As YWN reported last night, in a landmark vindication of religious rights, the Supreme Court of the United States issued an injunction, just minutes before midnight late Wednesday, against New York State’s arbitrary limit of 10 or 25 individuals in houses of worship with capacity for hundreds in Red and Orange zones. In so doing, the High Court sided with Agudath Israel of America and the Roman Catholic Diocese of Brooklyn in their legal challenge against such limitations.
In its 5-4 ruling, the Supreme Court reasoned that imposing such limitations on houses of worship and not “to ‘essential’ businesses such as acupuncture facilities… strikes at the very heart of the First Amendment’s guarantee of religious liberty.”
The ruling came down just hours before the annual Agudah Convention was set to kick off. The convention this year is being streamed online due to the COVID-19 pandemic and will be streamed live on the YWN homepage all weekend.
Shlomo Werdiger, chairman of Agudath Israel’s Board of Trustees, and Rabbi Chaim Dovid Zwiebel, Executive Vice President of Agudath Israel delivered remarks on video about the victory.
The Court’s ruling is important because it will allow individuals of all faiths in New York to immediately pray utilizing the same occupancy restrictions and safety procedures that govern similar secular activities.
But this ruling is truly historic because the nation’s highest court issued an “extraordinary remedy,” enacting an emergency preliminary injunction to nullify an executive order – during a pandemic – to reaffirm the bedrock American principle that religious freedom shall not be a second class right in the United States. This ruling is certain to have nationwide legal impact on the status of religious freedom for years to come.
Justice Gorsuch’s concurring opinion was particularly impassioned. The Justice lamented, “Even if the Constitution has taken a holiday, during this pandemic, it cannot become a sabbatical,” concluding, “It is time—past time—to make plain that, while the pandemic poses many grave challenges, there is no world in which the Constitution tolerates color-coded executive edicts that reopen liquor stores and bike shops but shutter churches, synagogues, and mosques.”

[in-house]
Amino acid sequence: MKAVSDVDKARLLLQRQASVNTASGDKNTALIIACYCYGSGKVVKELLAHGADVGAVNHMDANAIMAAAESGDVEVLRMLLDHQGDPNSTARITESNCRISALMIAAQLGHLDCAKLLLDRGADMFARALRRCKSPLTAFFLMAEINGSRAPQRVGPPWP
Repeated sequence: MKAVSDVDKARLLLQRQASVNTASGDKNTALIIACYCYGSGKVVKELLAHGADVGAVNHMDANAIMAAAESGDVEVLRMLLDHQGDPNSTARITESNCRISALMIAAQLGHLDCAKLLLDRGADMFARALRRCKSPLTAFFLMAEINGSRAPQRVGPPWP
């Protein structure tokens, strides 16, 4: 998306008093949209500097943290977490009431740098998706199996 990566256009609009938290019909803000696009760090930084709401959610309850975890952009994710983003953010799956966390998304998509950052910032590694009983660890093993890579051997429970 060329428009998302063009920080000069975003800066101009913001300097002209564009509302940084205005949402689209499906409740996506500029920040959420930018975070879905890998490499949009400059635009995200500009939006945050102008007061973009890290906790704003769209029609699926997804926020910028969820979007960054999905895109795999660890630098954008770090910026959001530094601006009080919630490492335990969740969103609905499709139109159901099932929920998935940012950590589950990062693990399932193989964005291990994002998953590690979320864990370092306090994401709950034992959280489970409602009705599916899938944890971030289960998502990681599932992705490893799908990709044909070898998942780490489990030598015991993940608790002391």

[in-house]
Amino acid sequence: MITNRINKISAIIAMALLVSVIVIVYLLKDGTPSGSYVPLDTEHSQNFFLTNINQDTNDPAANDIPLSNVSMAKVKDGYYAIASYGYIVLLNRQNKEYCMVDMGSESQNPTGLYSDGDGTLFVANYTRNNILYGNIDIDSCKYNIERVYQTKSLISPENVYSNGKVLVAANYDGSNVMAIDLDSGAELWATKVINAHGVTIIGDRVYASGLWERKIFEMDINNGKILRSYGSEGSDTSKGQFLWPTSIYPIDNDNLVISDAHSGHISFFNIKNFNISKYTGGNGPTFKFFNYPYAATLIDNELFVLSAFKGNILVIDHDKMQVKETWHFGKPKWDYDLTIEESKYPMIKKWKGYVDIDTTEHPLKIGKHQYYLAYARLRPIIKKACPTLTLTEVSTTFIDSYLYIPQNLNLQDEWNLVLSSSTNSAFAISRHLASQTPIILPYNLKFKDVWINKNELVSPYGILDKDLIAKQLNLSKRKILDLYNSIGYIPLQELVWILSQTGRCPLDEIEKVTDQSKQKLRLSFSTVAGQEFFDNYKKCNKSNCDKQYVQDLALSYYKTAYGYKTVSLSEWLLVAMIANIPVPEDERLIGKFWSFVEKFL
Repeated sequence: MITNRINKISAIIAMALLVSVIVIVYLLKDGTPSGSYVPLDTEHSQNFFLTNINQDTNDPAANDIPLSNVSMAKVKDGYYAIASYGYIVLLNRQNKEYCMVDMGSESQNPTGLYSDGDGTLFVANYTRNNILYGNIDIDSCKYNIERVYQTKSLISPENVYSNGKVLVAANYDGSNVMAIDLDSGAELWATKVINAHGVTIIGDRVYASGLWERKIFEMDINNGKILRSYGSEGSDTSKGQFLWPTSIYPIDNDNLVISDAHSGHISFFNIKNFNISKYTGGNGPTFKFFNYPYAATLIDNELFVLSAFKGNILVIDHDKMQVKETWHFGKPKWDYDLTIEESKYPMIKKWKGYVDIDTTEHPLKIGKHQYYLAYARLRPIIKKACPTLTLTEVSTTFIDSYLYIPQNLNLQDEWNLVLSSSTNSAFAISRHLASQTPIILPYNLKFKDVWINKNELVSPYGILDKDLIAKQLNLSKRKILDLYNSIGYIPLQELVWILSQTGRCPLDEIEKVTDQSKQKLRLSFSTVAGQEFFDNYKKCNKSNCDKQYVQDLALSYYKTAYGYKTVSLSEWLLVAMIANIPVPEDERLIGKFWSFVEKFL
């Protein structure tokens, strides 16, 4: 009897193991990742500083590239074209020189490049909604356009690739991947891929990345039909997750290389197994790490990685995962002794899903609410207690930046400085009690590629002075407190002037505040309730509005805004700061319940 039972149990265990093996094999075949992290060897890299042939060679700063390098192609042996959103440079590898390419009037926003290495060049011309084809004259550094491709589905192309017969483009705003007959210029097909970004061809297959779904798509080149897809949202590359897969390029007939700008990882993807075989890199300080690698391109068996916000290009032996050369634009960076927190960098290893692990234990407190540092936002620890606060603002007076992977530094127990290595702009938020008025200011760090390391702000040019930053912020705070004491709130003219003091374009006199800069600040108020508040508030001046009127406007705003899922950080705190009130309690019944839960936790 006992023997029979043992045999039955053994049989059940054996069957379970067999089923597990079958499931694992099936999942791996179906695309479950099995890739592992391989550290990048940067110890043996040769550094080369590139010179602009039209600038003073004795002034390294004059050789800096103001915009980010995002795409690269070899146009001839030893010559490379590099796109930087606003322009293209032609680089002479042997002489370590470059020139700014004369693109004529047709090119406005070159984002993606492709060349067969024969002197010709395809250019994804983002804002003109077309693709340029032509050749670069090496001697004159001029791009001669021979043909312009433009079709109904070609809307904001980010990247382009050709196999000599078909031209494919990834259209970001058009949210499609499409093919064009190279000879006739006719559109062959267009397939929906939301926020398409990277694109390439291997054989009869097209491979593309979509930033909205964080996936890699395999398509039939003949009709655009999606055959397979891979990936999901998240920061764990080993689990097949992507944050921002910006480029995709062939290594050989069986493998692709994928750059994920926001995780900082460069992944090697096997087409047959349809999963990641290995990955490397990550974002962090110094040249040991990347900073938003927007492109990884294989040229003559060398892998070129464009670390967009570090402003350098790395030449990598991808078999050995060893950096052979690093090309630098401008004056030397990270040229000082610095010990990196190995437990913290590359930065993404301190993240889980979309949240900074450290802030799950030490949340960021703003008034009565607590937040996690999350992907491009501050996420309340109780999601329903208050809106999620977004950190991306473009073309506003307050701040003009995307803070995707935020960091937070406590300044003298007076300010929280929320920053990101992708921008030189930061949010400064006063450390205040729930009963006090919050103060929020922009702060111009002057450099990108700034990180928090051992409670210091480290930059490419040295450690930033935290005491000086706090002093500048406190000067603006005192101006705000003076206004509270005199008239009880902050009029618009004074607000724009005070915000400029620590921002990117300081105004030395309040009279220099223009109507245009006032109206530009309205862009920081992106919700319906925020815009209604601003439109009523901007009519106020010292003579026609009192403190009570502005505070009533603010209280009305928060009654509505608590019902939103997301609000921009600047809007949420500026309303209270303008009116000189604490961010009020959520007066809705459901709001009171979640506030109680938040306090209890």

Even the four dissenting Justices based much of their argument not on disagreement with the legal principles set forth by the majority, but on the timing of weighing in at this point.
“This is an historic victory,” said Rabbi Chaim Dovid Zwiebel, Executive Vice President of Agudath Israel, “This landmark decision will ensure that religious practices and religious institutions will be protected from government edicts that do not treat religion with the respect demanded by the Constitution.”
“We are grateful to the High Court for this foundational ruling,” said Avrohom Weinstock, Esq., Agudah’s Chief of Staff. “We also would like to thank the indefatigable Avi Schick and his legal team at Troutman Pepper, and the attorneys at the Becket Fund, for their powerful legal briefs.
“Most importantly, we are deeply grateful to G-d, the true Judge, and to our rabbinic leaders whose repeated encouragement and insistence on the importance of this matter spurred us to persist in this battle towards the Supreme Court.”
Concluded Shlomo Werdiger, chairman of Agudath Israel’s Board of Trustees, “It was not an easy decision for Agudath Israel to go to court over this matter. That is not our preferred means of advocacy. However, the principle at stake was of such monumental importance that we felt impelled to fight to uphold our religious freedom.
“The Agudah has prioritized health since the onset of this pandemic, and we continue to encourage sound health practices. With the legal parameters clarified, we look forward to continuing to work hand in hand with our elected officials to ensure the well-being of our community with a single standard of safety for religious and secular activities.”